Although no sites are yet live, it’s easy enough to predict who the major players will be. Some may take longer to launch than others, but eventually you can expect to see most or all of the following operators offering online sports betting in Tennessee:
Other likely, but less certain possibilities are:
Once online sports betting goes live in Tennessee, it will be safe and easy to use.
First, you’ll need to decide on the company you want to bet with and either download their app to your mobile device or visit their website on your computer. You’ll be asked to provide some personal information on sign-up, and to submit documents to confirm your identity.
Some sites might offer free bets just for signing up. Otherwise, you’ll need to make a deposit. Fortunately, you’ll have many options to do so, such as:
Once you’ve completed those steps, you’ll be good to go.
All the most common and popular sports will be available for betting in Tennessee. Unlike some states, there are no restrictions relating to college sports, including betting on teams from Tennessee colleges and on games played in-state.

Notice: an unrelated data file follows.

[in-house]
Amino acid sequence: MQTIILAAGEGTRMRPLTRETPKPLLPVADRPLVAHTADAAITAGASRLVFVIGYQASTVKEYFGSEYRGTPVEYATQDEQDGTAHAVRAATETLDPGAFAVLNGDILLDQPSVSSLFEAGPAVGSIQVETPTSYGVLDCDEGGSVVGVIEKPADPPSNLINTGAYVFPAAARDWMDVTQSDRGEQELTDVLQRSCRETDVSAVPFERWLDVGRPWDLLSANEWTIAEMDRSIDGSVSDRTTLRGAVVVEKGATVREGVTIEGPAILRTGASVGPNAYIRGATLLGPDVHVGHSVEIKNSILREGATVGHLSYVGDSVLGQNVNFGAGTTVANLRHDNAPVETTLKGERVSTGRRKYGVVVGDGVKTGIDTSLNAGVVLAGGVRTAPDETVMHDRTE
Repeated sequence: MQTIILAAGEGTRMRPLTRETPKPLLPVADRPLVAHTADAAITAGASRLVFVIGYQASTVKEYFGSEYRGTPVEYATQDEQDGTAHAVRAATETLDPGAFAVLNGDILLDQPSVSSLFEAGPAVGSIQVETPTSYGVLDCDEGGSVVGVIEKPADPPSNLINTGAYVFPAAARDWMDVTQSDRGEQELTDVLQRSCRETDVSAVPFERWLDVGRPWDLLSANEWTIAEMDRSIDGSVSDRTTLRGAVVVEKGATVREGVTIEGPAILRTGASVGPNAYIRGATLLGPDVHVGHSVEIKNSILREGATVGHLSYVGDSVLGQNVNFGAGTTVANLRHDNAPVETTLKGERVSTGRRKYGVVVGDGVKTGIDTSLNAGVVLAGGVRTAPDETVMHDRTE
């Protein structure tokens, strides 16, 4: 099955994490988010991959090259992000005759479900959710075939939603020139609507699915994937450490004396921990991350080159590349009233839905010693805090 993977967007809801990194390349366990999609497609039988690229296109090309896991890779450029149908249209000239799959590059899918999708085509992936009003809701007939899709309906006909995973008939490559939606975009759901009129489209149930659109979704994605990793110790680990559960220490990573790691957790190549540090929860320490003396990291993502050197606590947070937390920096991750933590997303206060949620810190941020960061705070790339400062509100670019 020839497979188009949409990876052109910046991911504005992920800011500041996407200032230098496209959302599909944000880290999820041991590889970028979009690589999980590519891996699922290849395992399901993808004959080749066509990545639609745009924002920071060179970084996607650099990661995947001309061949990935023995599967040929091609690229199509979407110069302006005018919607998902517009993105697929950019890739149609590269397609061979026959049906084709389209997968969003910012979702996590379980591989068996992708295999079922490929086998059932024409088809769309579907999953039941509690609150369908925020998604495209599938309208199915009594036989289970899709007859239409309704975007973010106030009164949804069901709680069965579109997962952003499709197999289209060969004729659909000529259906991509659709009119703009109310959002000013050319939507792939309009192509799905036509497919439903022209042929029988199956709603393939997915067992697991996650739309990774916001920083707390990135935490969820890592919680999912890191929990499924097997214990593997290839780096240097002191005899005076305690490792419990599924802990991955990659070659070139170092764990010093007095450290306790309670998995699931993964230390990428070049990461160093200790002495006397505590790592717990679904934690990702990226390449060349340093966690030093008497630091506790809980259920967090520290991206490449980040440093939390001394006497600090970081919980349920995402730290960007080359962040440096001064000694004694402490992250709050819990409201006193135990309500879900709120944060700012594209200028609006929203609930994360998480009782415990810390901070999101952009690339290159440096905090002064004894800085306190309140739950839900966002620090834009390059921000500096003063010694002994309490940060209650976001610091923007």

Around the country, the most popular leagues for betting are:
However, plenty of other options will exist, including various kinds of racing, international sports, minor leagues, foreign leagues, and less popular sports like darts and table tennis.
In some other states, betting on eSports is possible, and betting on chess is being discussed. Whether these become available in Tennessee is to be determined.
Tennessee sports betting will include all the same options available elsewhere. A partial list of the options you can expect includes:
You’ll also be able to combine bets as parlays (aka accumulators) and round-robins. Depending on the event, more exotic bets might be available as well.
Yes. This popular form of online sports betting will be available in Tennessee. This means that you will be able to place bets on a game already in progress, with odds that are updated on the fly.
By the same token, you will be able to cash out bets you’ve already placed, even before they’re officially settled.
Tennessee law states that operators will be required to purchase official league data in order to provide in-play services. That means that some operators may elect not to offer in-play betting, or have less favorable lines than you’d see in other states due to the increased cost. On the other hand, it will provide consistency between operators and possibly allow for a greater range of in-play bet types.